A Guide to OKRs: Mastering Objectives and Key Results
What are OKRs?
OKR stands for Objectives and Key Results. It’s a widely utilized framework for defining, aligning around, executing, and measuring progress toward key organizational goals. Although not exclusive to Agile organizations, OKRs are frequently used in Agile organizations as a planning, execution, and measurement tool.
Defining and aligning around OKRs helps to link organizational and team goals in a hierarchical way to measurable outcomes. In simple terms, OKRs answer the questions:
- Vart vill vi ta vägen?
- How will we measure our efforts to get there?
In this guide, we will define OKRs, share examples of OKRs, walk through the benefits, and help you understand how to align OKRs to your business strategy.
Objectives: Ambitious, qualitative, actionable, and time-bound
In OKRs, an Objective is simply what is to be achieved, no more and no less. Objectives are often defined at the organizational level, although they can be defined at every level of the organization.
Objectives align teams around a specific, unified vision. When properly defined, Objectives are, “…a vaccine against fuzzy thinking—and fuzzy execution
Objectives should be:
- Ambitious: Big-picture, aspirational
- Qualitative: Able to be defined verbally in concrete terms
- Actionable: Able to be implemented in current conditions
- Time-bound: A timeline should be defined in the Objective itself
Key Results: Measurable, specific, time-bound, and verifiable
Key Results in OKRs are how organizations measure their progress against their Objectives. They help to make the Objective actionable, by helping organizations clearly define how they will achieve their Objectives. If Objectives answer the question, “Where do we want to go?” Key Results answer the question, “How will we measure our efforts to get there?”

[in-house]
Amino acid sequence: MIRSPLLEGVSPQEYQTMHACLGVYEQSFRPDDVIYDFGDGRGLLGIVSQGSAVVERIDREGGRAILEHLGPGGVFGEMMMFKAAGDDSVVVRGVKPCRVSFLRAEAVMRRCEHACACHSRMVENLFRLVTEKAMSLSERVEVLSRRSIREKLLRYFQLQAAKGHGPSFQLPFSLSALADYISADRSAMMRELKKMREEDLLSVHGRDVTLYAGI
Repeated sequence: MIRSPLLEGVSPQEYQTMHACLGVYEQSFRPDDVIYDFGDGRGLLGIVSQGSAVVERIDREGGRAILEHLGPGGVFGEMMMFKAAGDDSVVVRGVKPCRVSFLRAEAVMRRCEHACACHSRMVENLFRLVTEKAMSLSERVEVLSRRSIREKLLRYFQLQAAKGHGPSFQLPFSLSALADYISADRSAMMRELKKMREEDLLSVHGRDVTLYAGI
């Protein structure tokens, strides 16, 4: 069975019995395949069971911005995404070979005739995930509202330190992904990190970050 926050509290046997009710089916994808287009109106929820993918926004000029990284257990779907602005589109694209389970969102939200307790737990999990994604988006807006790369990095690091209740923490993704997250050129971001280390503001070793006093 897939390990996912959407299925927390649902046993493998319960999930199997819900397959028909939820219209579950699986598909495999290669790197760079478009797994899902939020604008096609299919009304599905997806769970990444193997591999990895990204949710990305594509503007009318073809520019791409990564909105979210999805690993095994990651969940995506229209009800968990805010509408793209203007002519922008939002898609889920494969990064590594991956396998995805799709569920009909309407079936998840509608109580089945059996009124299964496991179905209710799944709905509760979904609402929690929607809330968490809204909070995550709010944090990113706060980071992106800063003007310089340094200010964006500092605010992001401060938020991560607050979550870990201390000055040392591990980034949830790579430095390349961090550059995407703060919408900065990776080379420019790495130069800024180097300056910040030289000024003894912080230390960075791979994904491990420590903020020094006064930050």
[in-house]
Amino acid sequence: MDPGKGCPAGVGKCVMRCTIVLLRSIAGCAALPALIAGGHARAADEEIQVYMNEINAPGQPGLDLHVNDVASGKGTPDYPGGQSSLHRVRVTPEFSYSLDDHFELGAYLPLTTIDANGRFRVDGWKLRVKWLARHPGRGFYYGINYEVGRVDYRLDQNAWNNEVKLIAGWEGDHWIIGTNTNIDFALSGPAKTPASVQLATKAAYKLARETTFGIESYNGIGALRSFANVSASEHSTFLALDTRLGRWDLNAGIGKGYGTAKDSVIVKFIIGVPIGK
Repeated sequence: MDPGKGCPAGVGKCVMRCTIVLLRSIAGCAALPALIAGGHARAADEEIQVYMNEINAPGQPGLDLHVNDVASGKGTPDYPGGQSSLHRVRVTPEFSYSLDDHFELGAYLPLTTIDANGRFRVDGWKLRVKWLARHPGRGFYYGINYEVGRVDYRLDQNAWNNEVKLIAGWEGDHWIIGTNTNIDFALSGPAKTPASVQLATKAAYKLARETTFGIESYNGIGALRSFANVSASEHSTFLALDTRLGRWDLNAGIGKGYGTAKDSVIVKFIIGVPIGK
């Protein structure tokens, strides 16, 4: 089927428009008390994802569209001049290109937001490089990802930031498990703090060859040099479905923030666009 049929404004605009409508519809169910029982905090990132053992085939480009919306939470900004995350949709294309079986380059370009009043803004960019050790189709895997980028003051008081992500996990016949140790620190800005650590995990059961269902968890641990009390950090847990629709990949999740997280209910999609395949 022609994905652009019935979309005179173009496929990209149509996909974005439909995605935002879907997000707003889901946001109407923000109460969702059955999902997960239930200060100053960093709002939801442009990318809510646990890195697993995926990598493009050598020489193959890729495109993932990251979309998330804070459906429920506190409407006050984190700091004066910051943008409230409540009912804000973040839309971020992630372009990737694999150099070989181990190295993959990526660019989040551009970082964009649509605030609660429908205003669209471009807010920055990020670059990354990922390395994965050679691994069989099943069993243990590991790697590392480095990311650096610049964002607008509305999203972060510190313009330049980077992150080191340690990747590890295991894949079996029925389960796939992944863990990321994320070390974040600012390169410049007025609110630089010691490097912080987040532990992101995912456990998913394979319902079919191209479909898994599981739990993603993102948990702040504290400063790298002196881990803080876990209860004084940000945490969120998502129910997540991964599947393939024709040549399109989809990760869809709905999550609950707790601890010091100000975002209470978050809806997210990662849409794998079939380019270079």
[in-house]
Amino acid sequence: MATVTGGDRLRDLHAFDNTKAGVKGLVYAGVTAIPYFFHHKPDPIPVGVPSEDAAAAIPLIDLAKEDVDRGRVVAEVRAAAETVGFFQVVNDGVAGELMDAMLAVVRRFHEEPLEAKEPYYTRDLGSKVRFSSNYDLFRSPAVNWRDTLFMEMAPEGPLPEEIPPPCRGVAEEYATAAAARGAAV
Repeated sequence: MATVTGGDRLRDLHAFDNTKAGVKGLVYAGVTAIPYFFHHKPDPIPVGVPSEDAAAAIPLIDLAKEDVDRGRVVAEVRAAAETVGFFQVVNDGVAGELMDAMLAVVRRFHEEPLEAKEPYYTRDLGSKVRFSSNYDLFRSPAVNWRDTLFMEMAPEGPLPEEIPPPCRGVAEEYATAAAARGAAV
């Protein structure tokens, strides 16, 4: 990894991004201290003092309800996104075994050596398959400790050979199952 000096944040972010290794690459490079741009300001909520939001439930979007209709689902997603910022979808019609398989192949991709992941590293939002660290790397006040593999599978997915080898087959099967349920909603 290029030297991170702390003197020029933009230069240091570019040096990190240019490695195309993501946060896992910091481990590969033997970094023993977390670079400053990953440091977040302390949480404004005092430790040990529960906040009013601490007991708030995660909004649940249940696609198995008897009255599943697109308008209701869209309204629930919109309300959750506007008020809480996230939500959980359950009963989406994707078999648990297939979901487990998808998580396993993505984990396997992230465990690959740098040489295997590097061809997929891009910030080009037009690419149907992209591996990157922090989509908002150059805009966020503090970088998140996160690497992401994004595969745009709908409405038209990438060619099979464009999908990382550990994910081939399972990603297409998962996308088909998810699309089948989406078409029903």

They should be:
- Measurable: Able to be quantified
- Specific: Easily understandable; clearly defined
- Time-bound: Defined by a specific, realistic timeline
- Verifiable: Able to be definitively confirmed; teams must be able to answer the question, “Did we achieve this Key Result?”
Key Results lay out specific, actionable requirements that the team (or individual) responsible for them either completes or doesn’t – giving team members a clear-cut way of knowing whether they’re making progress, and leadership a subjective way of assessing performance.
Whereas an Objective can be long-lived (rolled over for a year or longer), Key Results evolve as the work progresses. Once they are all completed, the Objective is achieved.
Examples of OKRs
It can be helpful to look at examples of OKRs from other organizations to get a better understanding of how to create OKRs that might work for your organization.
Here is an example of a portfolio-level Objective and three corresponding Key Results.
- Improve online customer experience within the next six months
- Add live chat bot to website to reduce online support calls by 15%
- Increase conversion rate of website visitors to trial by 20%
- Conduct three focus groups to better understand online customer pain points
The Objective is ambitious, qualitative, actionable, and time-bound. The Key Results take that Objective and make it actionable, with specific details and measurable expected results. Teams will be able to verify whether they reduced online support calls by 15%, increased their trial conversion rates by 20%, or conducted three focus groups during the six-month period.
Ensure that the metrics you measure for Key Results can be collected and analyzed during the time period specified for the OKR; many business metrics, such as revenue, are lagging indicators – not fast enough or accurate enough to determine the impact of one specific change.
It’s better to track progress towards OKRs using early indicators, which can come in the form of:
- app downloads or trials
- website traffic
- app usage
- specific feature usage
- in-app feedback (such as a pop-up that asks users for a Net Promoter Score)